saying goodbyes

Published: February 14, 2006
Updated: February 14, 2006

Last night we walked over to our favourite bia hơi on Vo Van Tan St to have a few beers with Hoang who has been our main xe om (motorbike taxi) driver for the past two years. We sat and drank draught beer and ate a marvelous curry with fresh crispy banh mi (bread) and ordered some bbq’d beef wrapped in green leaf to make into fresh spring rolls from across the street. Later Jaap joined us and I have to admit that I am feeling a bit shabby today as we drank a fair amount and as it turned out we had to get out of bed early this morning.

We had noticed that the grandmother of Hoang’s wife Lan had not been walking up and down the hem lately and had assumed wrongly that she may have still not returned from the country after Tet. However, when we asked Haong he told us that the old lady was in hospital down in District 5 and, despite his assurances that we needn’t bother, we insisted on getting up early and going to visit her.

I have mentioned this old lady in earlier postings on but I will say again that she is such a beautiful old lady and she has always been so open and friendly with us. She is 82 years of age and we did not want to leave Viet Nam without saying goodbye to her, just in case she is not with us in another 6 months.

Fortunately for me, Hoang and his brother in law decided to drive us down to the hospital on their motorbikes which was great as I could quitely suffer and not have to watch where I was going. The old lady is currently in An Binh Hospital in District 5 so we drove down there and traipsed up three flights of stairs of this old and quite historic hospital.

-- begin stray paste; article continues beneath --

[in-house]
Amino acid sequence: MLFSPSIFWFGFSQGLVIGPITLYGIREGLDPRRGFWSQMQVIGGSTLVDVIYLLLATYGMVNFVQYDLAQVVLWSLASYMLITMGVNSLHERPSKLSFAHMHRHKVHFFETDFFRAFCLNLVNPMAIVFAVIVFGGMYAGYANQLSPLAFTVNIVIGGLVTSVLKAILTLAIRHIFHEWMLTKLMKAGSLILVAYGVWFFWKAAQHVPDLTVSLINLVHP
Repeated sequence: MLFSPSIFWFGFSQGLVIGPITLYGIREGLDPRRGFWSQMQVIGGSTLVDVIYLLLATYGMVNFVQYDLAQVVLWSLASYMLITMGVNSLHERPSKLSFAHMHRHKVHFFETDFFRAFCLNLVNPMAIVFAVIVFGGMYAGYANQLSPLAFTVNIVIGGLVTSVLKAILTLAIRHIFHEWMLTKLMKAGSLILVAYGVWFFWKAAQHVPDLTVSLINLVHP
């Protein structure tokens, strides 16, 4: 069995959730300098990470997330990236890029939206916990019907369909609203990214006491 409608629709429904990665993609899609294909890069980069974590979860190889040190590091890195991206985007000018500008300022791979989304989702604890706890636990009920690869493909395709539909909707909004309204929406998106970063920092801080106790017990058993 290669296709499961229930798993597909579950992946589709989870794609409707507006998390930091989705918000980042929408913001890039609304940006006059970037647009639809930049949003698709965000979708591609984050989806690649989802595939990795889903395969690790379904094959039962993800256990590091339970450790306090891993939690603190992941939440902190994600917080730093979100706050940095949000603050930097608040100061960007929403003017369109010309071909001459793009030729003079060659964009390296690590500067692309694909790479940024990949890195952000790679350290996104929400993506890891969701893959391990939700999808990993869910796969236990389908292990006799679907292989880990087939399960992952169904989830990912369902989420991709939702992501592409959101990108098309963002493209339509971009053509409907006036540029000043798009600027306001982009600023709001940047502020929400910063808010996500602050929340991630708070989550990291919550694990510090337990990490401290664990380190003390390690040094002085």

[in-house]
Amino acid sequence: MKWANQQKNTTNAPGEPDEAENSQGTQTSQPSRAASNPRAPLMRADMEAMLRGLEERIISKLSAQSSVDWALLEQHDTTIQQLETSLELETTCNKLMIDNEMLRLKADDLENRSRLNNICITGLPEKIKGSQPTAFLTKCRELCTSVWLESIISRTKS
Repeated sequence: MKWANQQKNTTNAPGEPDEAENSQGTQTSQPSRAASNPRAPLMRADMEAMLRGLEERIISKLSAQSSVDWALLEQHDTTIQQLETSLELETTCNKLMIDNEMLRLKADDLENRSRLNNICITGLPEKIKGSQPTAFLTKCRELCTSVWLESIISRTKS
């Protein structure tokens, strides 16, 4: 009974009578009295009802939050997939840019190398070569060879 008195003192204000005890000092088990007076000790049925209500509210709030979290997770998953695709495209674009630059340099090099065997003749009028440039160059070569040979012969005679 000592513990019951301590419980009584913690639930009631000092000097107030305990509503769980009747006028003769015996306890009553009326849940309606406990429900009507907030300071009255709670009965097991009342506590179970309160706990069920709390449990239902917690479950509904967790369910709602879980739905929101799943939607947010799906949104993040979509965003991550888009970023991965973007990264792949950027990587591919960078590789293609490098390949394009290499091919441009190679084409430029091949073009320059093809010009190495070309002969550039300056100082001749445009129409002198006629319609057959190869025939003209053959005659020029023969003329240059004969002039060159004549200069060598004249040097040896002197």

We are both very glad that we made the effort to see her as she is quite alert but not eating and is down to a mere 30 kilograms in body weight. Very tiny and frail indeed. But she was very glad to see us and we let her know that we are leaving on Thursday but will be back in about 6 months and expect to see her then. We hope.

We each sat on the side of her tiny hospital bed and held her hand and although we have never been able to talk directly, as she has no English and we have little Vietnamese, she knew that we cared enough to take time to visit her and we shed a few tears together. We both kissed her on the cheek as we said goodbye and she in turn nuzzled us with her nose and sniffed our scent.

Hopefully this charming old lady who must have seen so much change in this country within her lifetime will still be with us when we return.

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